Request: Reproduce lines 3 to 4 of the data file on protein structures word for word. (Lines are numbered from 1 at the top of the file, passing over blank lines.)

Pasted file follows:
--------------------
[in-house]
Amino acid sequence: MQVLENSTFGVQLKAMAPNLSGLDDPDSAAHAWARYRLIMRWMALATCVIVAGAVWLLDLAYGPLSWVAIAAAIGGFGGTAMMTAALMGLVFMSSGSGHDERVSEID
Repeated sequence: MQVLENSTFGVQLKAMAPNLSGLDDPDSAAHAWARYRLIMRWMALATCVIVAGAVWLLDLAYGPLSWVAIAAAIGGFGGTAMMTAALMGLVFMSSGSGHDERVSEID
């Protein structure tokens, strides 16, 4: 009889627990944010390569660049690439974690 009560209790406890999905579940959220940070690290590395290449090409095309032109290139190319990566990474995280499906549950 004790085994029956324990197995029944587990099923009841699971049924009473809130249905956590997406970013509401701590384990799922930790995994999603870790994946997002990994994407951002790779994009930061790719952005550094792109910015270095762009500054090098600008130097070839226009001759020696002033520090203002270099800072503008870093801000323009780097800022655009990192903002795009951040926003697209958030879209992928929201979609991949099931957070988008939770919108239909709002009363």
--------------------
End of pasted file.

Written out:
Repeated sequence: MQVLENSTFGVQLKAMAPNLSGLDDPDSAAHAWARYRLIMRWMALATCVIVAGAVWLLDLAYGPLSWVAIAAAIGGFGGTAMMTAALMGLVFMSSGSGHDERVSEID
């Protein structure tokens, strides 16, 4: 009889627990944010390569660049690439974690 009560209790406890999905579940959220940070690290590395290449090409095309032109290139190319990566990474995280499906549950 004790085994029956324990197995029944587990099923009841699971049924009473809130249905956590997406970013509401701590384990799922930790995994999603870790994946997002990994994407951002790779994009930061790719952005550094792109910015270095762009500054090098600008130097070839226009001759020696002033520090203002270099800072503008870093801000323009780097800022655009990192903002795009951040926003697209958030879209992928929201979609991949099931957070988008939770919108239909709002009363």